How do you – and why would you – box in a boy who is constantly thinking of a dozen things at a time, switching from Kafka, to clouds, Gaza, racism, injustice, slavery, insects, the cosmos, Harry Potter, Jujutsu Kaisen and Attack on Titan, to learning to speak Kiswahili, playing piano and guitar, composing music on Logic Pro and weight-training, with constantly evolving refrains of music running in his head, from Beatenberg to Miles Davis, and from Joe Hisaishi to Kendrick Lamar and Mozart. A boy who has got this far by having to work four times as hard as his peers to focus and concentrate in classrooms caged by a curriculum that allows for limited creativity, and problem-solving and collaborative work on everyone’s part, teachers and learners alike.
Every year, when matric marks come out in January, we bemoan the fact that our learners do so awfully, in Maths in particular. The one explanation of what perpetuates this state of affairs that resonated with me was explained by Professor Jonathan Jansen on TimesLive. He wrote that mathematics is taught without meaning, little more than as a series of operations and calculations. This is exactly what turned me off the subject. I needed to always know why we were doing it and the teachers’ answer of “because that’s how it works” did not help me understand the use of maths.
Jansen added that children sense that education is about the right answer, so they are “terrified of looking silly in a class of image-conscious teenagers”. This form of teaching, which makes learners fear being wrong in front of their teachers or peers, does not prepare them for a world with complex problems that needs us to make mistakes and learn from them before coming to a solution that works.
Jansen also referred to an overcorrection to the open-endedness of outcomes-based education, in which teachers were given the scope and freedom to create their own teaching plans. The CAPS curriculum specifies detailed content for every subject that must be covered in tight time frames. This view was echoed in an article in The Conversation Africa by Craig Pournara, associate professor of mathematics education at the University of the Witwatersrand, who argued that maths curriculum designers must recognise that some maths topics, such as integers and algebra, are more difficult to learn than others, and thus need more time and continual attention throughout the year.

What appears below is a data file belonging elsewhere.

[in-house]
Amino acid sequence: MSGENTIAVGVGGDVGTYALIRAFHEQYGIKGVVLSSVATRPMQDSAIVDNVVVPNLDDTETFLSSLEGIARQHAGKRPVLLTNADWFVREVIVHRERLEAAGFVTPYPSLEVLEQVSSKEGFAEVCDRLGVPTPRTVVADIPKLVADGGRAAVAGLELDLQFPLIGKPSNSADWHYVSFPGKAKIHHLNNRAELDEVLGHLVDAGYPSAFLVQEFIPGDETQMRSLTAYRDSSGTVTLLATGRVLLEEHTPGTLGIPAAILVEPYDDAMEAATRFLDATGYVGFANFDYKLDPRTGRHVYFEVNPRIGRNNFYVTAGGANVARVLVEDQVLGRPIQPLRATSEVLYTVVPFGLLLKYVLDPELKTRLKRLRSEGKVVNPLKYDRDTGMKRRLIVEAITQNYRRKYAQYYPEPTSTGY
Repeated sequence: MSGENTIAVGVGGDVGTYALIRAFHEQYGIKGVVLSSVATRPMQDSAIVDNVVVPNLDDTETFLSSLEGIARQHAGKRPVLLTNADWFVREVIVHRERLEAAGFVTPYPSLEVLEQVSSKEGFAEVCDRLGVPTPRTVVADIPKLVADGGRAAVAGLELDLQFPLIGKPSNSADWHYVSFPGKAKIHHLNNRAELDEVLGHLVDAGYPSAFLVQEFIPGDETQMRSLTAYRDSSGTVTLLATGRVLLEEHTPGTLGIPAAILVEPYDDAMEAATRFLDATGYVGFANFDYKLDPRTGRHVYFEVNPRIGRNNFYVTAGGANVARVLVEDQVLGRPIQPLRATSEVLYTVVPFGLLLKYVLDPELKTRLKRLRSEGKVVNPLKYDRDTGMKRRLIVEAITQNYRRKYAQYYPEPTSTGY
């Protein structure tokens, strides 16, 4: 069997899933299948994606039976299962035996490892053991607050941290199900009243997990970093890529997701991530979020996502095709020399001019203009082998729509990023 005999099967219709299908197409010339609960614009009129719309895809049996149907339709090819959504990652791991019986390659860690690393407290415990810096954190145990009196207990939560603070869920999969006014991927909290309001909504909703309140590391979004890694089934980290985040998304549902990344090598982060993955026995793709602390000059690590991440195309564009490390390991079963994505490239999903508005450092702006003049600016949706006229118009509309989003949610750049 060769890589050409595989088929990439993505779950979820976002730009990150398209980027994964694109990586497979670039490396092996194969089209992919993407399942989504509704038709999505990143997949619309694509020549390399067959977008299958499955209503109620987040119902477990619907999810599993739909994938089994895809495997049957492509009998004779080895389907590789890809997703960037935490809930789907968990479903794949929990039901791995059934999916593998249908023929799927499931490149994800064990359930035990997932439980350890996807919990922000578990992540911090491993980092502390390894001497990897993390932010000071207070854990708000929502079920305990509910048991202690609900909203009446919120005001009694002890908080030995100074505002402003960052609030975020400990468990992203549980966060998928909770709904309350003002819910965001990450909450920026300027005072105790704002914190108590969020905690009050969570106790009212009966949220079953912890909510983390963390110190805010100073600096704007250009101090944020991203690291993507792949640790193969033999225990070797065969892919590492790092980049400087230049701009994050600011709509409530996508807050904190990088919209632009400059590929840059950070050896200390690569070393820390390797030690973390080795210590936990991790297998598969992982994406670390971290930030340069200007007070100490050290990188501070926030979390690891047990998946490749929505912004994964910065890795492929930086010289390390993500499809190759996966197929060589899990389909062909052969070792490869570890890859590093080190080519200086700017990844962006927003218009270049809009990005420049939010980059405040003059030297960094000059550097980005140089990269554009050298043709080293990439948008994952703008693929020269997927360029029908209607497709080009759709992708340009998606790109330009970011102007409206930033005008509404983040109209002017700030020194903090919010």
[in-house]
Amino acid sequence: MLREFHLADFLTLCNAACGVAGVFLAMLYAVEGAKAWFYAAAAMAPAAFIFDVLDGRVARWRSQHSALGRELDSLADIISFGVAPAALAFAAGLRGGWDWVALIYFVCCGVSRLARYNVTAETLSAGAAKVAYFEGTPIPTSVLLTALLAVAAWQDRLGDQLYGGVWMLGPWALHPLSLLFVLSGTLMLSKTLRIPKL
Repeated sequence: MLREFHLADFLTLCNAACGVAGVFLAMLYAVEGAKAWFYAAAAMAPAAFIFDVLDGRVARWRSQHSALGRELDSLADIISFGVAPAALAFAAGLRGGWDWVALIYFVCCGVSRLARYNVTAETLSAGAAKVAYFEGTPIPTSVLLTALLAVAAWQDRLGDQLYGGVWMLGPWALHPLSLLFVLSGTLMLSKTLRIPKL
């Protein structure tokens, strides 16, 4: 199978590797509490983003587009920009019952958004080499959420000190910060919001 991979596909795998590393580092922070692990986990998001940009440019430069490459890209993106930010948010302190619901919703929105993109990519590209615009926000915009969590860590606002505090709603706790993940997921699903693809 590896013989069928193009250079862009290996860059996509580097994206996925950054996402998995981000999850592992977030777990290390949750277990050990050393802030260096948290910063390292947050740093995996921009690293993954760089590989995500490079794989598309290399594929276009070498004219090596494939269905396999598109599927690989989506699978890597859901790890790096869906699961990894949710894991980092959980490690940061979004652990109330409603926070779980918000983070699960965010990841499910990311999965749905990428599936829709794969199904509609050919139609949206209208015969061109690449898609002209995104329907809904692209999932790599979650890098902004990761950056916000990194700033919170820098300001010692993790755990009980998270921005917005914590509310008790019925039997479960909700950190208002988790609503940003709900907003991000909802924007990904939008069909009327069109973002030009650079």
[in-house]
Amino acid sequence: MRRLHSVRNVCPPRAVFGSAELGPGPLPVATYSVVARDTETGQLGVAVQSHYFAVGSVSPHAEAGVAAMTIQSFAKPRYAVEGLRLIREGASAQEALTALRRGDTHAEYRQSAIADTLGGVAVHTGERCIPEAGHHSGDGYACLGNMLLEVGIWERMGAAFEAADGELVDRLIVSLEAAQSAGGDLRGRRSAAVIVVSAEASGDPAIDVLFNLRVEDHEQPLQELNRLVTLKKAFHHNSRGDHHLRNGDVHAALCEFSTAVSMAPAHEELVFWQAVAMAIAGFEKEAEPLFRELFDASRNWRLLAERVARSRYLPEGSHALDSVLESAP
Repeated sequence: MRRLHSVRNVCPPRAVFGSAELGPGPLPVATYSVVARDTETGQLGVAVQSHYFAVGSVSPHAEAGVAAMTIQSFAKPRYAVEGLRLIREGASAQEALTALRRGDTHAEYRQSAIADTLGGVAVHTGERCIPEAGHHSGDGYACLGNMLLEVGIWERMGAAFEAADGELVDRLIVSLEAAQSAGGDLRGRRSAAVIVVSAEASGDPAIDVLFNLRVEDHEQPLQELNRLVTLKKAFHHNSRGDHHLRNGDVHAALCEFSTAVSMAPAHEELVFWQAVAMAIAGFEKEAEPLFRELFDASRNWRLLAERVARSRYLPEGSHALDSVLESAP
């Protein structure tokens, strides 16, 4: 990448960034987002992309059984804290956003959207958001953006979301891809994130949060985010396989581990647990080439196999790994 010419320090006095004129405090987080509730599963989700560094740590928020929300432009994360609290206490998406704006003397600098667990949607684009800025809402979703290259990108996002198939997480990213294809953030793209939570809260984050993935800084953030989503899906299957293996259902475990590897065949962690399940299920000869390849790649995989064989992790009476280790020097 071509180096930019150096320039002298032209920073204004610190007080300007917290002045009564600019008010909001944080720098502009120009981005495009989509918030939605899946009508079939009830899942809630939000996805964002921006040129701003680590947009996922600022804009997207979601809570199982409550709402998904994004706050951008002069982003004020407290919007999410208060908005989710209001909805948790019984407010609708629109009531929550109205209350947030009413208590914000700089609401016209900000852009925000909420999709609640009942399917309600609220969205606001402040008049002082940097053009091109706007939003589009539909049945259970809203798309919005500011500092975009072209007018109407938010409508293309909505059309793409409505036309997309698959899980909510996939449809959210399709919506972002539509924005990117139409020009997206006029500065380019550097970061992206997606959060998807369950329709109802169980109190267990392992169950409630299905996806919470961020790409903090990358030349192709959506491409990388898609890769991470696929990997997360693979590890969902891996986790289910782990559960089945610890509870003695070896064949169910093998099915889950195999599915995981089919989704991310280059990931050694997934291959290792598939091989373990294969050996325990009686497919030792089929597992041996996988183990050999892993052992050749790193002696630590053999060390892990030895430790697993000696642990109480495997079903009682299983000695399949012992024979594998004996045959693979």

I would add to this list the need for more teachers in Maths, and all subjects, who are not just skilled but passionate, teachers like Mr Barbeau and Miss Hornsby.
I wish all of this year’s matrics the calm and wisdom to realise that these exams don’t define the immensity of who they are and who they can become. It’s just a step on the long and winding, up and down, potholed road of life. There are many other steps that can lead to many other rewarding paths.
Please support our quest to get the next generation hooked on the joys of learning by going out and buying our latest MavericKids annual activity book at our online Maverick Shop. This year’s edition covers a broad range of topics, including the wonders of the ocean (nudibranchs, sharks and bioluminescence), financial literacy for the budding business leaders, and interesting insights into everything from farming and solar panels to submarines and lighthouses.
For every MavericKids bought from the Maverick Shop, we will donate a copy to Gift of the Givers, which will distribute both the books and a stationery pack to children in need of reading support.
Meanwhile, our DM168 lead story by Chris Makhaye is terrifying – it’s a deep dive into the assassination nation we have become, where not learning or working, but killing for lucrative jobs or tenders in politics and business, has become an epidemic of bloody proportions.
Please share your thoughts with me about matric, learning, our assassination nation and anything else on your mind by writing to [email protected]
Yours in defence of truth and learning,
This story first appeared in our weekly Daily Maverick 168 newspaper, which is available countrywide for R29.